Associations of Anthropometric, Behavioral, and Social Factors on Level of Body Esteem in Peripubertal Girls

Elizabeth A. Szamreta, Bo Qin, Pamela A. Ohman-Strickland, Katie A. Devine, Jerod L. Stapleton, Jeanne M. Ferrante, Elisa V. Bandera

Research output: Contribution to journalArticlepeer-review

6 Scopus citations


Objective: Lower body esteem may decrease self-esteem and lead to adverse health effects in children. This study explored the role of anthropometric, behavioral, and social factors on body esteem in peripubertal girls. Method: We evaluated associations of body esteem (measured by the Revised Body Esteem Scale) with body mass index (BMI), mother's BMI, puberty, physical activity, role models for appearance, and screen time among girls (ages 9 and 10) participating in the Jersey Girl Study (n = 120). Linear models were used to evaluate differences in body esteem scores. Results: Overweight/obese girls had a significantly lower mean body esteem score compared with underweight/healthy weight girls {14.09 (95% confidence interval [CI]: 12.53-15.27) vs. 17.17 (95% CI: 16.87-17.43)}. Girls who were physically active for at least 7 hours per week had a significantly higher body esteem score than those who were less active, after adjusting for BMI (17.00 [95% CI: 16.62-17.32] vs. 16.39 [95% CI: 15.82-16.86]). Girls whose mothers were overweight/obese, who had entered puberty, and who cited girls at school or females in the media as role models had lower body esteem scores, but differences disappeared after adjusting for girl's BMI. A trend of higher body esteem scores was found for girls whose mothers were role models. Conclusion: Lower BMI and higher levels of physical activity are independently associated with higher body esteem score. Having classmates or girls/women in the media as role models may detrimentally affect girls' body esteem, but having mothers as role models may have a positive effect.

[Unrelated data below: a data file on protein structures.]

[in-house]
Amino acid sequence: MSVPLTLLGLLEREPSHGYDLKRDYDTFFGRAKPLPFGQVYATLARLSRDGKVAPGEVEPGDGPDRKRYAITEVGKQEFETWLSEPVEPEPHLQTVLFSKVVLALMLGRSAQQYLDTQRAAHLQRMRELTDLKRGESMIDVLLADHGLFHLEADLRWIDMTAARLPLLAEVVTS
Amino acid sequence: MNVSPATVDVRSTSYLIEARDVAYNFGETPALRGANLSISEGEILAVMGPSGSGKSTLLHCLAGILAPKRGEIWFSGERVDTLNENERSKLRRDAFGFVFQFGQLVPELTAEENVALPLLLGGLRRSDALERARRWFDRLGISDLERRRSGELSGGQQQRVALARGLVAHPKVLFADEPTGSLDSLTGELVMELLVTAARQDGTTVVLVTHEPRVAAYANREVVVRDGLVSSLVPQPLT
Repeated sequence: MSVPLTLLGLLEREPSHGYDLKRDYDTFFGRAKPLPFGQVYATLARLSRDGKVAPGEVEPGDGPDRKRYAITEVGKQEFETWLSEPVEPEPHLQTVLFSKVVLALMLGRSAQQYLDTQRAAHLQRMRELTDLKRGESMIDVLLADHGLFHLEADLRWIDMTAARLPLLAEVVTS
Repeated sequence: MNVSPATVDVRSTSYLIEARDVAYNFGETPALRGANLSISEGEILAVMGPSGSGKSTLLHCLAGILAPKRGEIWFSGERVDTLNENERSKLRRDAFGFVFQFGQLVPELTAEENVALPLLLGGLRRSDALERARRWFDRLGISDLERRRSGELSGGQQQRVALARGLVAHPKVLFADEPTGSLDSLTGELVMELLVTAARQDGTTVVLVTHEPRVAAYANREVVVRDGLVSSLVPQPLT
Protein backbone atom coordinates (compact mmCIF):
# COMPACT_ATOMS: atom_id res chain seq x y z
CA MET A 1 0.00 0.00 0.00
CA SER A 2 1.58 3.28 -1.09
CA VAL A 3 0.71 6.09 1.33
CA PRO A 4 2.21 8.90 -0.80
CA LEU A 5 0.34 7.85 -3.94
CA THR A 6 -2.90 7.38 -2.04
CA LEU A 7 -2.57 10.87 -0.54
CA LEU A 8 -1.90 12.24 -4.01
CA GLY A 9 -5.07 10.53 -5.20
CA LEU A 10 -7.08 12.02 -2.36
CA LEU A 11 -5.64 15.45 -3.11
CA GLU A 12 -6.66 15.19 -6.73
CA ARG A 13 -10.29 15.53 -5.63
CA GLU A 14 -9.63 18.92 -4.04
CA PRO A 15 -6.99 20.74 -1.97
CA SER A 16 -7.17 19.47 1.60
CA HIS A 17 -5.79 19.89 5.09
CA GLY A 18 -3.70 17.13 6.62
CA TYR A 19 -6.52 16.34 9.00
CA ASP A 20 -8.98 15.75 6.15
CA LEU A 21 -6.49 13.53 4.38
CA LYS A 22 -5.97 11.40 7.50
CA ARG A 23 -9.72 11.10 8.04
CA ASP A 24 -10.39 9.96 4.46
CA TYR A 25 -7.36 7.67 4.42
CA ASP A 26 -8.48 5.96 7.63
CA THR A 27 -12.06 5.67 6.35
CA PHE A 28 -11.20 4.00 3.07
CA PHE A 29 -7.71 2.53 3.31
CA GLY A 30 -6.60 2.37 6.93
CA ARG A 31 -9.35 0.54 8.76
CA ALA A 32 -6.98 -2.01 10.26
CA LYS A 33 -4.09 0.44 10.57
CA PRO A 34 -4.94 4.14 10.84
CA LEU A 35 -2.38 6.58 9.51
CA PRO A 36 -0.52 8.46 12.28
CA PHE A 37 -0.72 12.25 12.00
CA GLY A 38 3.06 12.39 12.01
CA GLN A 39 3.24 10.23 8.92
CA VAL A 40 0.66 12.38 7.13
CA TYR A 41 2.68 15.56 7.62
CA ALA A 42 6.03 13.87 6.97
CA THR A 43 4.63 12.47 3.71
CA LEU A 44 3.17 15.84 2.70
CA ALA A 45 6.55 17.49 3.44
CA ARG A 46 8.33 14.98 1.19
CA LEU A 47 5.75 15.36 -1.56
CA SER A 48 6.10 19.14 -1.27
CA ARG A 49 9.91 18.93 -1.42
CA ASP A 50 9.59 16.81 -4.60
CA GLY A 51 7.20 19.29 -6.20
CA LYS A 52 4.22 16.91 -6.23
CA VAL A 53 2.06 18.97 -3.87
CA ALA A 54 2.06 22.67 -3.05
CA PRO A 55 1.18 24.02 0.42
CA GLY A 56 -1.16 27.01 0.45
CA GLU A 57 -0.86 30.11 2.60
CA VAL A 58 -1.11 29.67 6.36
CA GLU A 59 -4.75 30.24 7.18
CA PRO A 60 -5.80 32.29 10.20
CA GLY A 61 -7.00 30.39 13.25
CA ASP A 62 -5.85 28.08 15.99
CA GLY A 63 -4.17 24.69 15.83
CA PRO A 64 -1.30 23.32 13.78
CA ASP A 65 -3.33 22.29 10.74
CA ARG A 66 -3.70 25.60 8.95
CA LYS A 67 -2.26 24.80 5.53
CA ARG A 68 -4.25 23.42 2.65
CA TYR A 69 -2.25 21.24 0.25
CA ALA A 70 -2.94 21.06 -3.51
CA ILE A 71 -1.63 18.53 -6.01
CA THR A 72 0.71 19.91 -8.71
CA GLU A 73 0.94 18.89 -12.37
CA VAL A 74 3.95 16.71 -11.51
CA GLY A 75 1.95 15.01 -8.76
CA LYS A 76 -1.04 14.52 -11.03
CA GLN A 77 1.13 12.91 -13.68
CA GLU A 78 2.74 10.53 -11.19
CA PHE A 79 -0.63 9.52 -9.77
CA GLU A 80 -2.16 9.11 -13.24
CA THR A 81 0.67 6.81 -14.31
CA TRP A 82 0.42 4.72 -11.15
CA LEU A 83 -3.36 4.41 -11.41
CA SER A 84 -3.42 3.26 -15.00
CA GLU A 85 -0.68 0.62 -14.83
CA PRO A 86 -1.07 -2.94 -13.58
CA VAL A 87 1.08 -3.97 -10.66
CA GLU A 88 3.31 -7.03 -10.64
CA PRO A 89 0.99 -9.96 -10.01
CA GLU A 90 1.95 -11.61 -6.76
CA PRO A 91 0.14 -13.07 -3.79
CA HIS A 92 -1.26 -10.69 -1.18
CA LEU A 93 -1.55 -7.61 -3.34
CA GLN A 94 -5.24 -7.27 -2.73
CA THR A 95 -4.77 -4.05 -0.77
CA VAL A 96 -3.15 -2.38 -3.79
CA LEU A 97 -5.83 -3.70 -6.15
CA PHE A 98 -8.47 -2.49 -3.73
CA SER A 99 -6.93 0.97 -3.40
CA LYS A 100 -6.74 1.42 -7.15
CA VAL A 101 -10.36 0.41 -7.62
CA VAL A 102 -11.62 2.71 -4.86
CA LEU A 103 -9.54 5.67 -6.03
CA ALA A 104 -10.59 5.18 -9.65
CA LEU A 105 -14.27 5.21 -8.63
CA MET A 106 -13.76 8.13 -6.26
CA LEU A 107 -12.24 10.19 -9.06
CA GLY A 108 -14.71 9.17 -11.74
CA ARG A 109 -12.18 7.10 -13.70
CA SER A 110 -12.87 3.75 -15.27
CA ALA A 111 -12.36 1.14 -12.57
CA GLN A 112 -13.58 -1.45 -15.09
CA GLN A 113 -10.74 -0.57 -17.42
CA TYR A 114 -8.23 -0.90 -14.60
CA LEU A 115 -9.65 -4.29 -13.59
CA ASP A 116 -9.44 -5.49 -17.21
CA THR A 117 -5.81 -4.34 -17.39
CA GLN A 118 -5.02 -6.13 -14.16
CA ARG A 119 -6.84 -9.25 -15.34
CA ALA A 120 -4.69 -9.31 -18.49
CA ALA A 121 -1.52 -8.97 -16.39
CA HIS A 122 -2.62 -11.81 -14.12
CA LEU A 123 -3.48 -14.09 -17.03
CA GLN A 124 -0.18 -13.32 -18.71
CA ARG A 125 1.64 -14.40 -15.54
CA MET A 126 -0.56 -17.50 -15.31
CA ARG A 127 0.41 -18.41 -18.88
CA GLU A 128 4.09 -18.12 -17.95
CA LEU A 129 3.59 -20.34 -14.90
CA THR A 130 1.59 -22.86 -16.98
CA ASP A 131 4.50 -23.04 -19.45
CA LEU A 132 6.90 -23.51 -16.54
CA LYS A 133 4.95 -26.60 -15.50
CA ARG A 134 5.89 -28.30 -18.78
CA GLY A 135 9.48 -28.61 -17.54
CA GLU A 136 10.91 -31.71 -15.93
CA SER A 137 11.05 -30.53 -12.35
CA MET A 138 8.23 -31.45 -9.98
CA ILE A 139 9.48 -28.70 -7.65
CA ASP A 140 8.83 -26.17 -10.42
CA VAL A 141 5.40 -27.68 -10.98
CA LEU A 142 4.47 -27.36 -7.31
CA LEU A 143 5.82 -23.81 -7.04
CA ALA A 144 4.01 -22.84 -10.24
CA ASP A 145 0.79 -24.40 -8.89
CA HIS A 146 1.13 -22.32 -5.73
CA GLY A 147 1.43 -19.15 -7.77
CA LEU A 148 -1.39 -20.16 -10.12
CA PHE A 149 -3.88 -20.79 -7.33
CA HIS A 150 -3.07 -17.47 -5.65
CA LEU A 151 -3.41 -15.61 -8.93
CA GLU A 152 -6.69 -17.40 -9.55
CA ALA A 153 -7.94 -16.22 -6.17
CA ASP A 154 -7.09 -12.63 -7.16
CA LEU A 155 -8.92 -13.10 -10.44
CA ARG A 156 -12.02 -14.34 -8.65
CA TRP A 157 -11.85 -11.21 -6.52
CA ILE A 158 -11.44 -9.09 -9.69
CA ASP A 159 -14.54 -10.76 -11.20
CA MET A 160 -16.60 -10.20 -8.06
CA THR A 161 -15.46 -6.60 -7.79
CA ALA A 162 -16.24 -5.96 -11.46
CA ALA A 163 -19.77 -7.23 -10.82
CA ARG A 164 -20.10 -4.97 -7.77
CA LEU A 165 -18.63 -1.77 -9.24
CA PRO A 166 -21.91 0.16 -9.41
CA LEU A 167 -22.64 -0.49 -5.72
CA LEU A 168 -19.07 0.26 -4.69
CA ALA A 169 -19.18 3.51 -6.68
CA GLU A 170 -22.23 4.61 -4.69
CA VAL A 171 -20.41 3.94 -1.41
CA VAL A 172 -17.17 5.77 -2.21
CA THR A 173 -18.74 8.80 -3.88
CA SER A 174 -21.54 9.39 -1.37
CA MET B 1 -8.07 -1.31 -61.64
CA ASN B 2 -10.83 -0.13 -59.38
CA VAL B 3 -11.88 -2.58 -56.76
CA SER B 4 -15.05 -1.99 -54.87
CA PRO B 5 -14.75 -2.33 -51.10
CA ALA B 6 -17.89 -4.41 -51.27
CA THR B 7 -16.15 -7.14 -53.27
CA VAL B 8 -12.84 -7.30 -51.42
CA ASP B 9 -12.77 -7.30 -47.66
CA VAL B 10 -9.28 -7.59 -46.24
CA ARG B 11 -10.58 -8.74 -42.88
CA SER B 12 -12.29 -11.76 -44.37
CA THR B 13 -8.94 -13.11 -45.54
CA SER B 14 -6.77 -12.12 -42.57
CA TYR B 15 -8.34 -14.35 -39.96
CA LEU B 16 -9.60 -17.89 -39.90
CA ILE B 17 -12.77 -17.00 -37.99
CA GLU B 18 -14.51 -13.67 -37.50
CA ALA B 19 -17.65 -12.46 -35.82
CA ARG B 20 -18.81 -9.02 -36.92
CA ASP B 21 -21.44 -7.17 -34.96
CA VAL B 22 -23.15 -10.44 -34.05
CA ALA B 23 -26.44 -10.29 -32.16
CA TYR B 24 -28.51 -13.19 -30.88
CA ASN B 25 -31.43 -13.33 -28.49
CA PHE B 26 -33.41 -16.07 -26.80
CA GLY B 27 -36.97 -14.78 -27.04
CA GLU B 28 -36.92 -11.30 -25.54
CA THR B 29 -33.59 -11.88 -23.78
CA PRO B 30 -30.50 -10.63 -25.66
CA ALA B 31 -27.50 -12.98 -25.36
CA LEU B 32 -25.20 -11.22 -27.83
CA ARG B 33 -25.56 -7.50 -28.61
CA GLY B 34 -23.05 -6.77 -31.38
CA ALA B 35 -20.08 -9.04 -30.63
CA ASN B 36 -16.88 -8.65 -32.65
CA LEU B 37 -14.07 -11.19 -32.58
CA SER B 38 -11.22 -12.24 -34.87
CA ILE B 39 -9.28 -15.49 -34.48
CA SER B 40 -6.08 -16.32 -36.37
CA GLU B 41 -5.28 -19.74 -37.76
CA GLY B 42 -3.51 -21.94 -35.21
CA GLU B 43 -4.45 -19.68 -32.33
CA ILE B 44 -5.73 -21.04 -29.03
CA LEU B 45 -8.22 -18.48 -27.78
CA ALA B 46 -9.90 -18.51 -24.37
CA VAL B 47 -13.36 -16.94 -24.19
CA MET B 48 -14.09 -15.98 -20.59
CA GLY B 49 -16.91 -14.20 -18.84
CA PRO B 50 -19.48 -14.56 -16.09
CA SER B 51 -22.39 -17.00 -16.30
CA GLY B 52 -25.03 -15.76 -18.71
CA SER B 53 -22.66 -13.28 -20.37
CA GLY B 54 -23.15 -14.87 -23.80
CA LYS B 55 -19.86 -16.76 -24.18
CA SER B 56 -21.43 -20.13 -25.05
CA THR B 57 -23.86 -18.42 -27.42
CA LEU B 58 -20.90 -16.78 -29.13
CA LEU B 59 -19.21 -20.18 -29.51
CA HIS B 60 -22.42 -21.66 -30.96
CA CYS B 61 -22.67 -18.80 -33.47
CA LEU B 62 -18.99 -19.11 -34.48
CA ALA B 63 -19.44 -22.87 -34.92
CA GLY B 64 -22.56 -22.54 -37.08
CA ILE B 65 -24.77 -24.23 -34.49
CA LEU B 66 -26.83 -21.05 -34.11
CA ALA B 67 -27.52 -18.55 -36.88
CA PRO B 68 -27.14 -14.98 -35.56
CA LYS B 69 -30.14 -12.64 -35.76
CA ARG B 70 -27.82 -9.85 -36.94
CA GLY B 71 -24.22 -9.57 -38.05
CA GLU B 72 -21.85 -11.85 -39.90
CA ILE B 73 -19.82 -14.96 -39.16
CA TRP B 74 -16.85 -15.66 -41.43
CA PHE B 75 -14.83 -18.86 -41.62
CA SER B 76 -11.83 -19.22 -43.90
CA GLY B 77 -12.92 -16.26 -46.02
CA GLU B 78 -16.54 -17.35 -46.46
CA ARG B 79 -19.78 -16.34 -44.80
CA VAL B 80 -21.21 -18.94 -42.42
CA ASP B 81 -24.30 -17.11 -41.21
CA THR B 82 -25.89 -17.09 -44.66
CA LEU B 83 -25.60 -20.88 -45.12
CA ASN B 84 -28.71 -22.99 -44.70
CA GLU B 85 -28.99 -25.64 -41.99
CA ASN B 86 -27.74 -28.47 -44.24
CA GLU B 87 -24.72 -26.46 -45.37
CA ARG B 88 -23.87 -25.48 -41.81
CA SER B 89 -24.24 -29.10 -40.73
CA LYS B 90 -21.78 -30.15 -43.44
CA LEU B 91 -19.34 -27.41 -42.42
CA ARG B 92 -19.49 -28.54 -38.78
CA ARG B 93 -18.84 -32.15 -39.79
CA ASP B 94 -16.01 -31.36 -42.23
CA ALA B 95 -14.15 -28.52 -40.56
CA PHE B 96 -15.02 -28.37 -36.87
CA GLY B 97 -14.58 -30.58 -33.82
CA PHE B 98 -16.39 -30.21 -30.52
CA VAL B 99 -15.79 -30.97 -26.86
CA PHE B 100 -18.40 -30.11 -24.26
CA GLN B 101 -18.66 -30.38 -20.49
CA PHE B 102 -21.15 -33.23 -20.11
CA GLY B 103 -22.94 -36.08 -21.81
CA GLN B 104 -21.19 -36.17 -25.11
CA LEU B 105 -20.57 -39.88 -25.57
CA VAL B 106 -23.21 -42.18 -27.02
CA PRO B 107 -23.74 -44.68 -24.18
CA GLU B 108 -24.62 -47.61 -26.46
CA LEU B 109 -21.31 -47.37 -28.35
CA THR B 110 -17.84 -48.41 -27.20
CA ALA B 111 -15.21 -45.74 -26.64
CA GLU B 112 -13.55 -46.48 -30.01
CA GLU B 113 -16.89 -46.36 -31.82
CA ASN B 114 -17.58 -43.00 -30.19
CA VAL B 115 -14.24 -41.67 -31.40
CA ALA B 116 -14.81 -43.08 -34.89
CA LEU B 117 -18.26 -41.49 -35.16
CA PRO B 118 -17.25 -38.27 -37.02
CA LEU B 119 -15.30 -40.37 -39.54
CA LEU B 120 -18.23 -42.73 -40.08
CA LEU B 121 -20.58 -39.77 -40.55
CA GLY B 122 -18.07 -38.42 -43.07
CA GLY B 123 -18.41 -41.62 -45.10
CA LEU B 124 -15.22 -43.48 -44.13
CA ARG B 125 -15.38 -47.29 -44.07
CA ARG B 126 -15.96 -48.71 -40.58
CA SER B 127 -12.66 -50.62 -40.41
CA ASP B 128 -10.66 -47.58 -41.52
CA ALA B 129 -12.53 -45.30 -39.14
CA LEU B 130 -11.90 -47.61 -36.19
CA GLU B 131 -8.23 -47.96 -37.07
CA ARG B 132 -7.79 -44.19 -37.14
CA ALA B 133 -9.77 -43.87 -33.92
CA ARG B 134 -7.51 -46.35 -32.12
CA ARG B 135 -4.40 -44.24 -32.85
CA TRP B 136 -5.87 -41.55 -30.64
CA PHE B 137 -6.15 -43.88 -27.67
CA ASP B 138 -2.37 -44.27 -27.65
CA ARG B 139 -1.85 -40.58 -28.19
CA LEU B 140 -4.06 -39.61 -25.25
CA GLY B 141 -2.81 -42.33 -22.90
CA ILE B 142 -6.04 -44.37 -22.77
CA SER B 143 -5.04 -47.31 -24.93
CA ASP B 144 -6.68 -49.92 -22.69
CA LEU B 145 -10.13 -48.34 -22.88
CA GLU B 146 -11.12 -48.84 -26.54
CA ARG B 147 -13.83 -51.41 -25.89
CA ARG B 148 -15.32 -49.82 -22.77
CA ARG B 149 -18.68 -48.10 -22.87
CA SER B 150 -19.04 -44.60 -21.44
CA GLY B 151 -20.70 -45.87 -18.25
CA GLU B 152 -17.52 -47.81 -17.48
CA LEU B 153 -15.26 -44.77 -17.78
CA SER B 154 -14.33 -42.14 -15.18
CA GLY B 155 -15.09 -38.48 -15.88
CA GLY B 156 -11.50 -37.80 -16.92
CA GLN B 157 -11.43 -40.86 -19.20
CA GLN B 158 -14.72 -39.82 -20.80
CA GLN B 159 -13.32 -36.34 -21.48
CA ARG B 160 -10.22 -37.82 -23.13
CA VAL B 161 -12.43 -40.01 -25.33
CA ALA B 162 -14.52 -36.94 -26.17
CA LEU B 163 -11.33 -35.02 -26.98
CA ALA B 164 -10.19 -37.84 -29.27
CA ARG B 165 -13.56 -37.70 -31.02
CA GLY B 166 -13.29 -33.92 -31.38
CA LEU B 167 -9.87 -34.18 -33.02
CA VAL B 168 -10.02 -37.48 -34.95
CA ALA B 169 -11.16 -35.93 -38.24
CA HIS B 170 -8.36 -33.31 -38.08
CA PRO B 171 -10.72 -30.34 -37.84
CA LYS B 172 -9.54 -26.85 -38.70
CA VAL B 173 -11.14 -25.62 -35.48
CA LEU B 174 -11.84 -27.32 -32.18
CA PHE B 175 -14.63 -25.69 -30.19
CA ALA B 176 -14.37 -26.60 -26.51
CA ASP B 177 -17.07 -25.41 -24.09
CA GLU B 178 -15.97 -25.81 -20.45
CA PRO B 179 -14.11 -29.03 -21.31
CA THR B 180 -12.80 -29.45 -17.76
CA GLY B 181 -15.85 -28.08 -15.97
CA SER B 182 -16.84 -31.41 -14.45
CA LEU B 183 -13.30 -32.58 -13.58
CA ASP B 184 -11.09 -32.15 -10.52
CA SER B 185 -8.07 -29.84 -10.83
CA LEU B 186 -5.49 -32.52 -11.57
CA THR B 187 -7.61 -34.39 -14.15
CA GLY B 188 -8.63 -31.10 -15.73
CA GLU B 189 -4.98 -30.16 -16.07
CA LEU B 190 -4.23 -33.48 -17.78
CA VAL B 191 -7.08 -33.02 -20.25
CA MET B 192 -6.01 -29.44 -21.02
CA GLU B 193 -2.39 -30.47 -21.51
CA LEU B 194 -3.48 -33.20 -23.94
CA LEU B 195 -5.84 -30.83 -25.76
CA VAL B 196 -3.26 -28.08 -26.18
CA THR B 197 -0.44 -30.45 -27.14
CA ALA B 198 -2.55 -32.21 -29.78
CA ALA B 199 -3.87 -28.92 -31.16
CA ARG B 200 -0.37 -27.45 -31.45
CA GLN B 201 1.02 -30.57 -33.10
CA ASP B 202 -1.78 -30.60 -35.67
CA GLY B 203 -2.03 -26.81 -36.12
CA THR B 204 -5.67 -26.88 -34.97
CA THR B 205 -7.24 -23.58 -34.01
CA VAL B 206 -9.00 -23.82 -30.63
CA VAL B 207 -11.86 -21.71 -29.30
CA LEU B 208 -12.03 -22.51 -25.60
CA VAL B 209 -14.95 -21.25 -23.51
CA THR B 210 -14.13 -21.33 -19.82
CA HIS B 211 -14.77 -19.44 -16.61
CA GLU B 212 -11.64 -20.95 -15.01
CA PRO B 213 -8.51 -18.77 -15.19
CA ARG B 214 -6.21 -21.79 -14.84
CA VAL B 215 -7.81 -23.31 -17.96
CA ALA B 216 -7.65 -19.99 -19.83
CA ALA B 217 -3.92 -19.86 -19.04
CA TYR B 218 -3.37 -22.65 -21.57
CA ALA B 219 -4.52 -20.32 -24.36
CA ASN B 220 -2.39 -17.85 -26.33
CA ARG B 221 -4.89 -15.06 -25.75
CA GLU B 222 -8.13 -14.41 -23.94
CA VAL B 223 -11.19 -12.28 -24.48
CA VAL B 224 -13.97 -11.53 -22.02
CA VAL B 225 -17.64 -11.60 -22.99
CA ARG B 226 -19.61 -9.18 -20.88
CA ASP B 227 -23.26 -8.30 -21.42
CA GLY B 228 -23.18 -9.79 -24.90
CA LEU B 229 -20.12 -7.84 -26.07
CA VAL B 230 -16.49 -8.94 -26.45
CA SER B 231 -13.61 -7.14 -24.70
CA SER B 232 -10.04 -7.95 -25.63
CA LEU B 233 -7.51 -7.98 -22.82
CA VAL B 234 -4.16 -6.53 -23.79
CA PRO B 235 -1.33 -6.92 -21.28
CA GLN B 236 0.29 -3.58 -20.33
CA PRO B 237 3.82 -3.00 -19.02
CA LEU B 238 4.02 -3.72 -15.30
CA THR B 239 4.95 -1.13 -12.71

Original languageEnglish
Pages (from-to)58-64
Number of pages7
JournalJournal of Developmental and Behavioral Pediatrics
Issue number1
StatePublished - Jan 1 2017

Bibliographical note

Publisher Copyright:
Copyright © 2016 Wolters Kluwer Health, Inc. All rights reserved.


  • body image
  • physical activity
  • puberty
  • role models
  • self-esteem

ASJC Scopus subject areas

  • Pediatrics, Perinatology, and Child Health
  • Developmental and Educational Psychology
  • Psychiatry and Mental health


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